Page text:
Western art has completely dominated what we know as traditional art history across the world. Historically, artists such as Michelanagelo, Leonardo de Vinci and Rembrant are viewed as the fathers of art. Despite the fact that there are many theories surrounding art’s origins in Africa, colonialism severely hurt the continent’s rich cultural artistic traditions, erasing the history of African art.
However, Boston-based artist Stephen Hamilton is working to bring them back.
In the past several years, Hamilton has mastered a variety of different artistic mediums to solidify his specific aesthetic. From textile work to sculpting, painting and drawing, Hamilton combines contemporary and modern African art styles to reclaim the continent's unique and rich art history - pre-colonization.
In 2019, Hamilton partnered with photographer Stacey Hamilton to create Studies for the River and the Forest. For this series, Hamilton wove, sewed and dyed various coloured backgrounds and hand carved wood for other elements in the shot. His art-partner then photographed Black models wearing traditional African clothing - bridging historical elements of pre-colonial Africa with a modern aesthetic. Hamilton then illustrated the final piece.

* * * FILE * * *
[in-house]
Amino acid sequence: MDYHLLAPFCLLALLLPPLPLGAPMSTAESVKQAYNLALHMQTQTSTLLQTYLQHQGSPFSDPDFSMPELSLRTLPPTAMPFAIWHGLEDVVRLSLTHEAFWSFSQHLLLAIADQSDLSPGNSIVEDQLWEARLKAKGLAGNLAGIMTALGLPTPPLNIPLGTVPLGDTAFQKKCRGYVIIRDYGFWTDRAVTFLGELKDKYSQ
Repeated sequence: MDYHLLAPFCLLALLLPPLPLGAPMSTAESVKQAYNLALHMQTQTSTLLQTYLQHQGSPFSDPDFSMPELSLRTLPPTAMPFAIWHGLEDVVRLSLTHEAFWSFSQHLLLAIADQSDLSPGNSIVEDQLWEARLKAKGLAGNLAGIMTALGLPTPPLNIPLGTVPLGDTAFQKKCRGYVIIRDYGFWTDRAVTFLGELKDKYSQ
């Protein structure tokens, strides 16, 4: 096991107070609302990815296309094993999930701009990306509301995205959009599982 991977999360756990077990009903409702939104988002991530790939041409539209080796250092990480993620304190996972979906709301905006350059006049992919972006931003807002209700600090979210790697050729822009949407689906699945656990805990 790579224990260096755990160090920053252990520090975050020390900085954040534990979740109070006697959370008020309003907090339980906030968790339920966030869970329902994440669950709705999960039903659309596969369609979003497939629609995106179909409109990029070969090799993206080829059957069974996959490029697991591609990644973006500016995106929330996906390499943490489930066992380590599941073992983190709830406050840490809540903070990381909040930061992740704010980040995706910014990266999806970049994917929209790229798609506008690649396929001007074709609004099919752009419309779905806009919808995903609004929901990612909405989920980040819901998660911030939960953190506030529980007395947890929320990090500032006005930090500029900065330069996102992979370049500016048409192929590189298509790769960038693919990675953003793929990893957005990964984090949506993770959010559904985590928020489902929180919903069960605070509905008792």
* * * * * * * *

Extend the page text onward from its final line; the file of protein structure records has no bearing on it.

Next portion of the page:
The prints that he sells online feature a variety of different African inspired figures. Hamilton attempts to retell a piece of history that is lost through his work. He hopes to encourage others to relearn African traditions as well.
“I cannot be dependent on these institutions to do the work I want to do. I am not beholden to them; I am beholden to the community I hope to reach with my work.” Hamilton said on Instagram.
In addition to creating work that blends historic African art with the contemporary, Hamilton is also the lead of The Founders Project — a multimedia installation at the Boston Public School.
According to Hamilton’s website, “the project re-imagines Boston Public School High-School students as the legendary founders of the West and West-Central African ethnic groups that are part of the ancestral base for the African diaspora.” The pieces cover a multitude of different traditional mediums and are part of a larger syllabus that highlights West African culture.
Hamilton hopes that his work will educate others about African history while celebrating Black lives.
“Let us celebrate Black power and beauty, at all intersections and in its innumerable manifestations,” Hamilton wrote. “I say this to celebrate Black life and Black Joy. May we remember always that we are endless and inimitable.”